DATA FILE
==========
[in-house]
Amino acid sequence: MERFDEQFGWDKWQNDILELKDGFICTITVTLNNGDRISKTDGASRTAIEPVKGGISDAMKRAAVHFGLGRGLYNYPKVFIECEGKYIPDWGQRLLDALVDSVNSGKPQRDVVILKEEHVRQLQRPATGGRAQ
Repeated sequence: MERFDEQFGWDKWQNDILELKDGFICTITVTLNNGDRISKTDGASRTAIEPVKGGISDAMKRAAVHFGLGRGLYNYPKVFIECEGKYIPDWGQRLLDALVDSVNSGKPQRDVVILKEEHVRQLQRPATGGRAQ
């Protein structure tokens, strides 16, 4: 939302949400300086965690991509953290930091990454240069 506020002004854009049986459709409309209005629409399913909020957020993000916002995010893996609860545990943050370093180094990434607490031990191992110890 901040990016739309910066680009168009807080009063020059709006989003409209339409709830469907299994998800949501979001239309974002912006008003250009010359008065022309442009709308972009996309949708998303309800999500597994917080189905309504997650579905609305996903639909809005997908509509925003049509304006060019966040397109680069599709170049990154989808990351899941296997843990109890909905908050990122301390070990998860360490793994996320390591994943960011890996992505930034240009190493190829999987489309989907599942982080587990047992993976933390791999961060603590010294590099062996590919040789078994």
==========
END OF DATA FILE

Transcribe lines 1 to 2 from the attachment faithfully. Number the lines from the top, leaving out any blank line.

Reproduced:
[in-house]
Amino acid sequence: MERFDEQFGWDKWQNDILELKDGFICTITVTLNNGDRISKTDGASRTAIEPVKGGISDAMKRAAVHFGLGRGLYNYPKVFIECEGKYIPDWGQRLLDALVDSVNSGKPQRDVVILKEEHVRQLQRPATGGRAQ